Back in 2017, Seiko treated us to a nice surprise by reintroducing one of its most iconic watches: the Samurai. Praised by many enthusiasts, tested and certified as a reliable dive watch, updated for 2017 with slight evolutions and new colours, there was not much to complain about… Except maybe for the lack of a PADI edition. Well, the brand has come through for fans and the “warrior” can now be ordered in the super-cool blue and red combination dear to PADI editions. Meet the Seiko Prospex Automatic Diver “PADI Samurai” SRPB99J1.
Author’s note: the Seiko SRPB99J1 in the article is my personal watch, purchased a few days ago. I deliberately chose to wear it on a NATO strap instead of the steel bracelet delivered with the watch. I’ll explain why later, but for the record, this “PADI Samurai” SRPB99J1 is normally delivered with a bracelet.
The Seiko Prospex Automatic Diver’s Samurai
As a reminder, the Seiko “Samurai“ (you can see an old example below) was launched in 2004 and was produced for a few years, until it was removed from the catalogue. It was an affordable, reliable and well-designed modern dive watch, with an automatic movement and 200m water-resistance. Its design became iconic. And its combination of a large round bezel with a sharp, angular case became well-known amongst collectors.
The Samurai existed in various editions, including versions with a titanium case (discontinued in 2008, and reserved for the Japanese market) and a steel case with a “Clou de Paris” textured dial. The return of this iconic dive watch was announced with the 6,000-piece Lagoon limited edition, presented at the end of 2016. For Baselworld 2017, an entire Samurai collection was introduced, marking a true comeback for the model. The 2017 Seiko Prospex Automatic Diver’s Samurai is a slight update compared to the previous model and comes with the same case, a reworked bezel, different indexes and hands, and a mechanical upgrade, as the 7S movement was replaced by the more modern calibre 4R35.
The new Samurai was presented in various editions (see photos above), including a blue/grey bezel with blue dial, a black/grey bezel with black dial and a blue/red bezel with blue dial – all being non-limited versions available in the standard collection, all over the world (not JDM anymore). However, there was something missing, which can be summed up in four letters: PADI…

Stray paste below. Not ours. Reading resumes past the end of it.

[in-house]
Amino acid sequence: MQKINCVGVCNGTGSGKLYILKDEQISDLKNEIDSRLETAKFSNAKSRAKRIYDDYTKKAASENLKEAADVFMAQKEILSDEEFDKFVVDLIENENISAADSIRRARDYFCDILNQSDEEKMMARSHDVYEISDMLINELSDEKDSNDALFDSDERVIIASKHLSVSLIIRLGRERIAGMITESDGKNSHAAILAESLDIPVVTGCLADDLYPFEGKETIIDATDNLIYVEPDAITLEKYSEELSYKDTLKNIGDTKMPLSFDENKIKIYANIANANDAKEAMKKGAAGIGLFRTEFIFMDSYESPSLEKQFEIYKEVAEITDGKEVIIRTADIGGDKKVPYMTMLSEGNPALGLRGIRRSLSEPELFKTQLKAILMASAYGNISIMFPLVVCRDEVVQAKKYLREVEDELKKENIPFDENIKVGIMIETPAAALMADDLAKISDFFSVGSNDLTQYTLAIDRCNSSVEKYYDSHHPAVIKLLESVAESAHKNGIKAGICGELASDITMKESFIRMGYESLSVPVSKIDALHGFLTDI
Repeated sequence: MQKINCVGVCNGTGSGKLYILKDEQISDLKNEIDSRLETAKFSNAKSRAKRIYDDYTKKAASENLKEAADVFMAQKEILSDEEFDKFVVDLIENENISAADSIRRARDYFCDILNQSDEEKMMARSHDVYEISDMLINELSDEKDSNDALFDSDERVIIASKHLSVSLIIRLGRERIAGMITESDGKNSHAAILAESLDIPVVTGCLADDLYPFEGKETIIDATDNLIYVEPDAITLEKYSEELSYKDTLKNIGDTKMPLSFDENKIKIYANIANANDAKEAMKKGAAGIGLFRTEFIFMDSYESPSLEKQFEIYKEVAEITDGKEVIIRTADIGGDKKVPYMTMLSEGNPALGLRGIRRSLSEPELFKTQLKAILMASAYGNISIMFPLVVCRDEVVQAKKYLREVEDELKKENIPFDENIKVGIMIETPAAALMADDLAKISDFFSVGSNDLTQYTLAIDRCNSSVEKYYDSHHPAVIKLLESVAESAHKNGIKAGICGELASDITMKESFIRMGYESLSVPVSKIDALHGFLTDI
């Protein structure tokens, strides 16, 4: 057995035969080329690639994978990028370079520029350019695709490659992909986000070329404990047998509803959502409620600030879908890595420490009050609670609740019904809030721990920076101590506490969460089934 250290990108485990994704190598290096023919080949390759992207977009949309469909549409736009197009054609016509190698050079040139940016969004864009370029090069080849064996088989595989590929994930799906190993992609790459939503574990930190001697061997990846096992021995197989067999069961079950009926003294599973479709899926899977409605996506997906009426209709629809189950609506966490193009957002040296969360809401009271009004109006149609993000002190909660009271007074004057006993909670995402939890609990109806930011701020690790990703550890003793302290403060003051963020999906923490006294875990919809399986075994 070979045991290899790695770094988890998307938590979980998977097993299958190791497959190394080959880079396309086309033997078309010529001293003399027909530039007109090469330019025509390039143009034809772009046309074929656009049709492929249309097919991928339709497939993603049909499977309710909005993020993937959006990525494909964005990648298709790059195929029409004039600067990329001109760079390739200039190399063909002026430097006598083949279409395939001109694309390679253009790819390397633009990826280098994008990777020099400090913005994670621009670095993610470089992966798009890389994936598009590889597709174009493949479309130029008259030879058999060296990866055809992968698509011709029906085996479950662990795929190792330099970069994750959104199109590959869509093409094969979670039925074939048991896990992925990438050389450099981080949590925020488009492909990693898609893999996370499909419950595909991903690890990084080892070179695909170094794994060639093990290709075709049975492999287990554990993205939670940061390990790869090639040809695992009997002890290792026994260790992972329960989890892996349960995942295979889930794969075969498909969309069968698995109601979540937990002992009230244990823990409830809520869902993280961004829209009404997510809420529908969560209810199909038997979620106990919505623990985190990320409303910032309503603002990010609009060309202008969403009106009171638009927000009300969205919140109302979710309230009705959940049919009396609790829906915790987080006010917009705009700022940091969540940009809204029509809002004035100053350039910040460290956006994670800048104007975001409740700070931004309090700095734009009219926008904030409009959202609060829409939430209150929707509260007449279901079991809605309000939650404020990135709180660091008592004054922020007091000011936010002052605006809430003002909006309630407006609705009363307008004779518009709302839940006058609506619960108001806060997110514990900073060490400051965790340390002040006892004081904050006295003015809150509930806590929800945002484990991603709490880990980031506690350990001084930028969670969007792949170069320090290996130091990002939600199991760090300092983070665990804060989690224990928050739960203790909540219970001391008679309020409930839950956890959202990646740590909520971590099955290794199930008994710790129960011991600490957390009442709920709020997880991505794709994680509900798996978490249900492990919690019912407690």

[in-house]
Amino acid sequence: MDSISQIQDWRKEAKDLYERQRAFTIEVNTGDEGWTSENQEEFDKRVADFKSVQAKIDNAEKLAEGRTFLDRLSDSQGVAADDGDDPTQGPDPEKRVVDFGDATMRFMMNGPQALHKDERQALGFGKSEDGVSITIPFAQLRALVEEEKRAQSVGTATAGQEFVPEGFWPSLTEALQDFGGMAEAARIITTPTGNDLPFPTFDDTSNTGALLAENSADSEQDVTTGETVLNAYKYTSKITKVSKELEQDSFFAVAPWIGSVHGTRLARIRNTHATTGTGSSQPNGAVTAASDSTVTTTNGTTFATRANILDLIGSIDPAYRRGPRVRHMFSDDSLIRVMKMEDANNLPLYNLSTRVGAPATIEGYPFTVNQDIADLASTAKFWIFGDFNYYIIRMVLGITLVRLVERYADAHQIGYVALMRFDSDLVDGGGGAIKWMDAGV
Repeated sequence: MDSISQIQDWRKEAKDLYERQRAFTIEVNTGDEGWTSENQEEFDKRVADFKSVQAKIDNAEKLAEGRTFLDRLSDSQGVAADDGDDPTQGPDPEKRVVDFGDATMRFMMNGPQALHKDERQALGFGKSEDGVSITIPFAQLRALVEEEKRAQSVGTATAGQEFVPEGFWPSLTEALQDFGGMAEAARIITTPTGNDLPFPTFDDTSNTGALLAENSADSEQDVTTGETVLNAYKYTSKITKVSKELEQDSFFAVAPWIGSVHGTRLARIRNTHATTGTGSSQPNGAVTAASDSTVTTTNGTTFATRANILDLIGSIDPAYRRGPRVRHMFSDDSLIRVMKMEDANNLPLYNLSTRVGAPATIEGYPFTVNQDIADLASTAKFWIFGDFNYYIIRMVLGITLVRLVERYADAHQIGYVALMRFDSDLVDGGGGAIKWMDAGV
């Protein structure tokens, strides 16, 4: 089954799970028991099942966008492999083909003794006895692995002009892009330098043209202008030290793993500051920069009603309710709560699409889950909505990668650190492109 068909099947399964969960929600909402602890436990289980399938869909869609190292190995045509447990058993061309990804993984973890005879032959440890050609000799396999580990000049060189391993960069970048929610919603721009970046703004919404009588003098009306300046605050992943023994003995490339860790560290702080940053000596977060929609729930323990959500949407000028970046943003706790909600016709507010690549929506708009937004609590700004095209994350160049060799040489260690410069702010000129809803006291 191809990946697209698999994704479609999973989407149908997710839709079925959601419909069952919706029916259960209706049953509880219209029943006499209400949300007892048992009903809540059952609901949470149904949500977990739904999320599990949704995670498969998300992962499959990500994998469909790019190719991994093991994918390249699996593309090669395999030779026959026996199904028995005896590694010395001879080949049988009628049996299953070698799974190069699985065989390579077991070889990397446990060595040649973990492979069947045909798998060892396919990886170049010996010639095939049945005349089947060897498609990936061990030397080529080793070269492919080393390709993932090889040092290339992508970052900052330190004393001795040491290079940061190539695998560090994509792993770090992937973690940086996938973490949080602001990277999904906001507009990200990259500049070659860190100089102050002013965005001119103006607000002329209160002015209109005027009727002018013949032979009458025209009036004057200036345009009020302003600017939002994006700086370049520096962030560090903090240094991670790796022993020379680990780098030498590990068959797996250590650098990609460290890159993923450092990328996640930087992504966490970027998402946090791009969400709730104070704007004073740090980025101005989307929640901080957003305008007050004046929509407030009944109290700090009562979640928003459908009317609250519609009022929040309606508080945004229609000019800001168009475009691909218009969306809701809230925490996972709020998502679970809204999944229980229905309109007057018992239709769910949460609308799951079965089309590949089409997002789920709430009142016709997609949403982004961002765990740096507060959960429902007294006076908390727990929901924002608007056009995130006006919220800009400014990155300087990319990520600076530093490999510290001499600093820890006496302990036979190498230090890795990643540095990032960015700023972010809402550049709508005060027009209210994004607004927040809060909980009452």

The Seiko Prospex Automatic Diver “Padi Samurai” SRPB99J1
A few weeks ago, Seiko announced the introduction of several PADI editions, including this Samurai SRPB99J1. Before we look at the watch, a few words about PADI and what it means at Seiko. Over the past fifty years, PADI has become the world’s most trusted scuba diving training organisation. PADI has issued a staggering 25 million dive certifications and has done more than any other organisation to introduce diving to the world. In 2015, Seiko teamed up with PADI to create special edition watches – the first was the great Turtle PADI watch, ref. SRPA21.
All PADI x Seiko watches are easily recognisable thanks to a combination of blue and red colours. Bezels, as well as dials, are mostly blue enhanced with a few red accents. What started as a one-off watch – the Turtle – has now become a sort of tradition, as most of the watches in the Prospex “Sea” collection now receive a PADI version. The latest to do so was the Samurai.
Some things change, some don’t. What doesn’t change with the Seiko Prospex Automatic Diver “PADI Samurai” SRPB99J1 is that we are, without a doubt, in front of a Samurai watch. We find the same case and movement, however, the bezel, hands and dial have been reworked to fit with the PADI design codes – minimal changes, you’ll see, but very pleasant ones.
The case of this new “PADI Samurai” is exactly the same as the 2017 editions, meaning a large and angular 43.8mm case. Facetted, brushed and robust, it befits the tool/dive watch purpose of this watch perfectly. It features pointy lugs and triangular crown protection pieces. Overall, the sharp, bold, modern, masculine case of the Samurai honours its warrior name. It features the signature knurled bezel and crown, and lug holes – again two features to remind us that this watch is a serious underwater instrument, not a fancy desk diver piece. Both the crown and caseback are screwed, guaranteeing water-resistance to 200m.